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Eight Ways to Eat the Triple Whammy Way

This list is adapted from my book, The Triple Whammy Cure:

1. Eat dark leafy greens three times a week at least. Purchase kale, swiss chard, and mustard greens and finely chop and steam them for a minute or two before adding flavorful additions like olive oil, capers, and vinegar or lemon.

2. Never miss a meal Skipping meals—or light snacks, if you’re a grazer–causes dramatic swings in blood sugar and brings on lightheadedness, brain fog, irritability, and shakiness. Low blood sugar also sends us running for whatever food is closest, like the donut box sitting out at work. Keep high-quality carbs on hand at home and work—soup, raw carrots, nuts, fruit, whole-grain bread with a little cheese or natural peanut butter—to eat when you feel yourself approaching a blood sugar valley.

3. Have a salad five days a week. Look for the darkest salad greens you can find–they contain the most nutrients. Good choices include romaine and red leaf lettuces and also spinach. Once you’ve put your greens in the bowl, add toasted walnuts, a little intensely favored cheese (such as goat, feta, or bleu), and whatever fruits or veggies appeal. You can get all your veggie servings for the day in a single bowl with minimal effort. Toss with an olive oil, vinegar, and Dijon mustard dressing. Add warm or cold chicken or sauté some ground turkey with onion, oregano, and basil and toss with your greens and veggies. Dice a baby eggplant and sauté it in olive oil until soft before adding. Many groceries offer salad bars, a boon if you choose well.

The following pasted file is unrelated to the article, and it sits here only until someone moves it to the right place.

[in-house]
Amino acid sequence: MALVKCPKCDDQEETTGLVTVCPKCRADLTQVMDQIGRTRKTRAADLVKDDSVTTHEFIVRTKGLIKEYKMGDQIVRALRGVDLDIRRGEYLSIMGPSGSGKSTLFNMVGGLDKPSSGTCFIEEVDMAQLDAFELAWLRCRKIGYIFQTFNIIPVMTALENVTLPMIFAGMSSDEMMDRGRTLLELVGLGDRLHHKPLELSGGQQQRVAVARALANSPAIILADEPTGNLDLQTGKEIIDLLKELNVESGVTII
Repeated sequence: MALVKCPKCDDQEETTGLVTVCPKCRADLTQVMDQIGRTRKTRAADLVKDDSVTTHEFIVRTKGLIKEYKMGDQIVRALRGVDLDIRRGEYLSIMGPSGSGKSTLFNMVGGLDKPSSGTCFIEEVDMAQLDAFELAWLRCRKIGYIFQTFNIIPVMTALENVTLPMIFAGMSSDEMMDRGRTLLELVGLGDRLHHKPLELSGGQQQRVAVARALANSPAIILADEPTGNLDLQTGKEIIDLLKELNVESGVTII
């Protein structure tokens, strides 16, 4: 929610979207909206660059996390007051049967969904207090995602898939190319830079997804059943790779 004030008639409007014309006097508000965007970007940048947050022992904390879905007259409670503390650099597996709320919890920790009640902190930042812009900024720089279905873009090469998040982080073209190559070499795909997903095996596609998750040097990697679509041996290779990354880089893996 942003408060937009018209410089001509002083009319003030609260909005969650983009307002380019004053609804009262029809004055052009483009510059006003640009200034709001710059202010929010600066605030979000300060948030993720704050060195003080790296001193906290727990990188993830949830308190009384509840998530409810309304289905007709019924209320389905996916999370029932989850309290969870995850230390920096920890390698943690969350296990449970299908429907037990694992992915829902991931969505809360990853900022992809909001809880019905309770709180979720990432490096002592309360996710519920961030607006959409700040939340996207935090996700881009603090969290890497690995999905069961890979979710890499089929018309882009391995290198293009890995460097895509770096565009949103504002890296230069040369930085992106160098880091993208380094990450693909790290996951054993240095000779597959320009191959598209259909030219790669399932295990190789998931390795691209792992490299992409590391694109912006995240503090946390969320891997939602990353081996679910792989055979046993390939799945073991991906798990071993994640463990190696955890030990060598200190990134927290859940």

4. One night a week, make it veggie night. Raw or cooked, veggie night can include washed and cut raw radishes, carrots, sweet peppers of every color, and cruciferous vegetables like broccoli or cauliflower. Try baby zucchini or yellow squash raw, sliced lengthwise. Experiment with dips. Make an easy bean dip by putting a drained can of white beans, red beans, or black beans into the blender with some garlic, fresh lemon juice, and a bit of olive oil. Add a few shakes of oregano or basil. Or purchase hummus or baba ghanouj for dipping.

5. Make eggs Eggs are an excellent protein source (you need protein to generate tryptophan, from which feel-good serotonin is made), easy to prepare, and don’t have the artery-clogging properties of higher-fat choices like some red meats or chicken with skin.

6. Enjoy nuts Great for snacks and adding to salads, nuts are a high-quality carbohydrate that contain disease-fighting antioxidants and health-giving oils. They’re delicious when served with fruit. Enjoy about a third of a cup of any type of nuts every day.

7. Become a soup lover Make a big batch of soup on the weekend and enjoy a cup for a snack–or for lunch or dinner with a salad.

8. Love your legumes Experiment with all types—kidney beans, garbanzo beans (chickpeas), butter beans, and lentils. Warm them up and add some olive oil and spices. Add meat or not. Chill them, adding some chopped veggies and an olive oil dressing, and enjoy for lunch or dinner. Add to a green salad. Legumes’ antioxidant, mineral, and fiber content make them exceptional choices for everyday eating. And they’re widely available in cans.


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DIAGNOSE-IT-YOURSELF: COVID-19

Far and away, the commonest phone call/e mail I receive asks about COVID-19 diagnosis.
Just print this out, tape it on your refrigerator door, and stay calm.

ALLERGIES

• Runny nose
• Sneezing
• Red, swollen eyes
• Itchy eyes and nose
• Tickly throat
• No fever

COLD
• Runny nose
• Sneezing
• Sore throat
• Mild muscle aches
• Mild dry cough
• Rarely a low fever

STREP THROAT
• Painful sore throat
• Hurts to swallow
• Swollen glands in neck
• Fever

FLU (Standard seasonal flu)
• Fever
• Dry cough (no mucus)
• Sudden onset over few hours
• Headache
• Sore throat
• Fatigue, sometimes quite severe
• Muscle aches, sometimes quite severe
• Rarely, diarrhea

CORONAVIRUS-COVID 19
• Shortness of breath
• Fever (usually above 100 degrees)
• Dry cough (no mucus)
• Slow onset (2-14 days)
• Mild muscle aches
• Mild fatigue
• Mild sneezing

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